The opportunity to serve as a global panda ambassador was likely to attract many applicants. Their individual stories and passion for conservation could then be propagated through media. By linking Chengdu to conservation, and enhancing the city’s brand as the hometown of giant pandas, we would interest global media and a substantial online community. Social media platforms, such as Facebook, would facilitate interaction with a very wide audience.


A series of Panda-themed stunts around the world drove competition submissions. Localised, semi-final events in four key markets allowed us to get closer to the audience and create local relevance that drove the traditional PR strategy. Authoritative endorsements from organisations, such as WildAid, a non-profit organisation; the United Nations; well-known figures like Yao Ming; and celebrities in local markets, lent additional support to the campaign.

We rolled out a series of offline and online events over a three-month period:

  • In China, Yao Ming, in partnership with the Chengdu Panda Base and WildAid, launched the campaign.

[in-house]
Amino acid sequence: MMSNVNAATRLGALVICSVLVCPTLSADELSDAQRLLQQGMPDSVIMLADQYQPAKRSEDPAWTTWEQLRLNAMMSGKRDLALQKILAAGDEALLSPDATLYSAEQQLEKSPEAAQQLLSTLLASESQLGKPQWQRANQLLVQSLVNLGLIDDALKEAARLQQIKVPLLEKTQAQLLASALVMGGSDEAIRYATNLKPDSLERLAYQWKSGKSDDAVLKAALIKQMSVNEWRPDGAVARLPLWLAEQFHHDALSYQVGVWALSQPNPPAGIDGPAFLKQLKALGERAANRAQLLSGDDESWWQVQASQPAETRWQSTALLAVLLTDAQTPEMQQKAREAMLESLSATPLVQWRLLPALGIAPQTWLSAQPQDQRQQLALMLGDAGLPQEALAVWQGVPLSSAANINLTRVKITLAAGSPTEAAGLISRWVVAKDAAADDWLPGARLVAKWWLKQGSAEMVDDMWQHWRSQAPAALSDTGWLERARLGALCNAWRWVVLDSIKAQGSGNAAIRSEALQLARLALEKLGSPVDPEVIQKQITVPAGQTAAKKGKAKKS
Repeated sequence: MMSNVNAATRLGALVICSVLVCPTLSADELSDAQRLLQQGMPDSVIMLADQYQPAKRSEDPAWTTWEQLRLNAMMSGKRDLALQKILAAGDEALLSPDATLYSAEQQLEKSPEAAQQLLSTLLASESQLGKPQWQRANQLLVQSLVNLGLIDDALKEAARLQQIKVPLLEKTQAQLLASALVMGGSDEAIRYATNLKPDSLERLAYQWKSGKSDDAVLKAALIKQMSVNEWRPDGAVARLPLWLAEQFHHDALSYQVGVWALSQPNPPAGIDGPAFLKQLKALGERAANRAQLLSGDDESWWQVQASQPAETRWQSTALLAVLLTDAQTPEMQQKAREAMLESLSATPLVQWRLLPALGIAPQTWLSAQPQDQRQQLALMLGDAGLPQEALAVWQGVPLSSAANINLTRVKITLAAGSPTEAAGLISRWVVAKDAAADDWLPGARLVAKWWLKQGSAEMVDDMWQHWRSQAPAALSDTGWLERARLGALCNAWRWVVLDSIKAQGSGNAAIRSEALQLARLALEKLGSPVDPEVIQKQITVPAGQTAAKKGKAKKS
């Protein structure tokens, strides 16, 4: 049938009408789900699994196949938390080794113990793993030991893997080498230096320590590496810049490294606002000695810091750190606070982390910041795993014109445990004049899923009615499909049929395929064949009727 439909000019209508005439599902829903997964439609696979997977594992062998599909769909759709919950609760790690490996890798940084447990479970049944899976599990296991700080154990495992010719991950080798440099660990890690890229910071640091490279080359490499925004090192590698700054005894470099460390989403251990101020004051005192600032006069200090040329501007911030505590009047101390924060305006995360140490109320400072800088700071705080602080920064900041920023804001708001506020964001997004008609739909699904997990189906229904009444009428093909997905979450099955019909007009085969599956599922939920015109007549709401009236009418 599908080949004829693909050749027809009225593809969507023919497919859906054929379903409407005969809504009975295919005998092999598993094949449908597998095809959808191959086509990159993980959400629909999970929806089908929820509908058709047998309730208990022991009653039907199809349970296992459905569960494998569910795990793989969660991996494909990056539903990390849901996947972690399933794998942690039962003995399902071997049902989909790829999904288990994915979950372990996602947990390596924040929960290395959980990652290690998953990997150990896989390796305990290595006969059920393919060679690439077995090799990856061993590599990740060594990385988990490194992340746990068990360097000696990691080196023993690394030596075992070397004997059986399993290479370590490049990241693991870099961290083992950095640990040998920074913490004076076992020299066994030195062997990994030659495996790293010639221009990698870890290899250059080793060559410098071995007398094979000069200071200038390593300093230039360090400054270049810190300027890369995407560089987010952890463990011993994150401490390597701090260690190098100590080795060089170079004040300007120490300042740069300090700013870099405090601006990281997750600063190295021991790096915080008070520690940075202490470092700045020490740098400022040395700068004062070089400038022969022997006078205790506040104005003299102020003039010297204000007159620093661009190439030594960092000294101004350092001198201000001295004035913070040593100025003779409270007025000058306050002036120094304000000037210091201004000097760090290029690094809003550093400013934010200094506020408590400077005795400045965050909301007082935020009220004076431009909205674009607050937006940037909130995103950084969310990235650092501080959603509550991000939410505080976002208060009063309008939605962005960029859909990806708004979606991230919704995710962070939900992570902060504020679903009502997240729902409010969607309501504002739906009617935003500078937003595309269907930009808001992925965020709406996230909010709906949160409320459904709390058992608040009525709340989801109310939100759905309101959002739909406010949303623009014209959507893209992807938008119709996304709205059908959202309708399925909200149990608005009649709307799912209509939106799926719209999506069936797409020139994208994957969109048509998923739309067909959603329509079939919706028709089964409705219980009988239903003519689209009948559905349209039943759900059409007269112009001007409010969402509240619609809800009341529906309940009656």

• In Europe, costumed pandas toured Edinburgh, Paris, Brussels, Rome and Berlin performing flash-mobs, giving panda bear hugs to pedestrians, and simultaneously providing information about Chengdu, panda conservation and the competition.
  • North America saw the Pambassador competition semi-final and “Pambassador Day” at Georgetown University.
  • In Singapore, a retail activation with 7-11 stores featured the “Pambassador” search on posters, banners and price tags, plus a Panda-Rock concert, a Panda-themed black & white fashion show and Asian regional semi-finals.
  • Hong Kong saw a viral video of costumed pandas visiting city landmarks in search of bamboo.
  • In Chengdu, 16 global finalists experienced the Giant Panda’s natural habitat and promoted Chengdu and the campaign through their individual stories.